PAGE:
Okay, the animals weren't actually given lightsabers.
celebrate a birthday actually). We braved sweltering, smoggy heat. It was hovering around 100 degrees. We were wilting in minutes, and the chocolate Artoos and Han Solos on top of the birthday cupcakes instantly started turning into literal hot messes. We soldiered onward - right to the air conditioned auditorium where they were showing footage from the upcoming Blu-ray release. We're smart like that. Unfortunately, so was everyone else. The current showing was already full.
We moved on to the next Star Wars thing to do, sticking to the shade as much as possible. The 501st and Rebel Legions were stationed in the Eucalyptus Grove along with Obi-Shawn's car. Even after spending a warm morning with these groups at Legoland, I was still surprised by their spirit. You put me in heat like that, I get grouchy. Add suffocating armor, costumes made from heavy fabric, and exuberant children?! Let's just say it would be wise to keep blasters out of my reach at that point. These guys and gals kept smiling, talking, and posing for pictures.
On our way out of the grove, I made the mistake of mentioning how warm I was in front of a lady in a full TIE Fighter Pilot costume. You know, the costumes that are all black? In a joking way, she pointed out that I didn't know what heat was. I couldn't disagree and in fact, I apologized profusely.
Still. That much exposure to outdoors proved too much for us, and we dived into the nearest building with air conditioning, cold drinks, and food. We devoured the cupcakes before they disintegrated and bided time until we could go stand in line for the next showing in the auditorium. It was worth the wait. They showed a video that loosely tied Star Wars to the zoo: a documentary about the creature creation in Return of the Jedi. Billy Dee Williams and Carrie Fisher hosted the 1983 show, and it ran about 30 minutes. It was touched by some cheesy segues, but really, it was fascinating to see how creatures like Salacious Crumb and Jabba the Hutt came to life. The sheer number of man hours that went into every sculpt is impressive.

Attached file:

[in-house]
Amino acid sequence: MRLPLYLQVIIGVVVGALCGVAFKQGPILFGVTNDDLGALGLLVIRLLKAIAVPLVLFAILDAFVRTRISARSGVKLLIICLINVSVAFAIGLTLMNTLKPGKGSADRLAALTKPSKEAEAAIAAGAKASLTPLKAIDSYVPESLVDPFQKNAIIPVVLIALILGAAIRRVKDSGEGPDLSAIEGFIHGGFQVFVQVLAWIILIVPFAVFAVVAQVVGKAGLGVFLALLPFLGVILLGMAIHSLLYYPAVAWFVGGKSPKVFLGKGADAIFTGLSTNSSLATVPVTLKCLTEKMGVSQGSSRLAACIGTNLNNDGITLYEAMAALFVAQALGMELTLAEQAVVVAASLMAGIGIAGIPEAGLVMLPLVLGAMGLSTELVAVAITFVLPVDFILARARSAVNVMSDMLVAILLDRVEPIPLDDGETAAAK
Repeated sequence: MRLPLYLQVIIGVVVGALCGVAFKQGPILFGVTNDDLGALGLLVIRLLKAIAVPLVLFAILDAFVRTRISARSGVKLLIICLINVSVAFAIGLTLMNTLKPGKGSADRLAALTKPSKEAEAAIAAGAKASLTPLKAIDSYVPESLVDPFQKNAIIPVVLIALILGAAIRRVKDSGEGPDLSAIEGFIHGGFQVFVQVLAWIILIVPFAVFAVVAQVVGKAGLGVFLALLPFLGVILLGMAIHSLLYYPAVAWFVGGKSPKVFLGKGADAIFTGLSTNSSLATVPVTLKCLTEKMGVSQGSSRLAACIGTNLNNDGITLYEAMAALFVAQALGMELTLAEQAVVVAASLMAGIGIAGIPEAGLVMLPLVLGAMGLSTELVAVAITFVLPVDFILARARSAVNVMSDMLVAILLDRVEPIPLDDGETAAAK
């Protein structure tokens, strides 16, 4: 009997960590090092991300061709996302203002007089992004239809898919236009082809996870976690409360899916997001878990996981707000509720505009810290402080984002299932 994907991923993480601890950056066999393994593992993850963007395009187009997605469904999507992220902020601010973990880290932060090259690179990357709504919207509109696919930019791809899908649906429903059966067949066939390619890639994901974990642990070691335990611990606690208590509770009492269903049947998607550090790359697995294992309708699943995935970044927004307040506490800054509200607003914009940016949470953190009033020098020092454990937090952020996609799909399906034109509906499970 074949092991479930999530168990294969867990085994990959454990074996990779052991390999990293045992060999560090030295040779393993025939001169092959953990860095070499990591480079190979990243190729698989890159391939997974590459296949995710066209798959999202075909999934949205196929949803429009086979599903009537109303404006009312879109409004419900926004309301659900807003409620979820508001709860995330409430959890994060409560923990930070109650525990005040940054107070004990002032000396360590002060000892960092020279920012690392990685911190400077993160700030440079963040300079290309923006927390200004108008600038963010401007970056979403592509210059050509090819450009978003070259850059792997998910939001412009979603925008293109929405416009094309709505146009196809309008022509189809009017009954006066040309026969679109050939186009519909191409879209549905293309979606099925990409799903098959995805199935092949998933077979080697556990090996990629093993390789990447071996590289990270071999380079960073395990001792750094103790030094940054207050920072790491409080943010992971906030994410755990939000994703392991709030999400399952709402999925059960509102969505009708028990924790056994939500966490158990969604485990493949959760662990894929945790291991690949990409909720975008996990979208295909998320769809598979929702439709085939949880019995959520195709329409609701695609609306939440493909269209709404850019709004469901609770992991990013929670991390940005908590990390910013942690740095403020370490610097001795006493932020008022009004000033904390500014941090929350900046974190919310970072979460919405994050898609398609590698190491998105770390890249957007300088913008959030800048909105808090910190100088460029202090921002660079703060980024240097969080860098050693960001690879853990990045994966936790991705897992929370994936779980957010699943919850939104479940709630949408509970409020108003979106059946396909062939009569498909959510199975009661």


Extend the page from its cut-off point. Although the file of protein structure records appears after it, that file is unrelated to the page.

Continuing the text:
After the documentary, Obi-Shawn asked trivia questions about Star Wars and even threw a few in about animals in the zoo. It seemed like one of those situations where it was meant for kids to answer, so I kept my hand to myself (even though I really wanted one of The Wildlife of Star Wars books). We could have continued to sit in the auditorium, but they had to clear people out for the next show.
There were a few more Star Wars points of interest around the zoo; they had talks about how the animals were like the creatures of Star Wars. For example, elephants are like Banthas. However, upon returning outside we decided it was way too hot to remain and explore further. Two hours was long enough. We saw two animals (flamingos and meerkats in case you wondered) and didn't even enter the main zoo. We stayed in the... lobby of the zoo, if you will. (Wait! Maybe the other animals did have lightsabers!) Star Wars and the L.A. Zoo combo totally worked. I'd go back if it became an annual event. Let's just hope it's in November next time.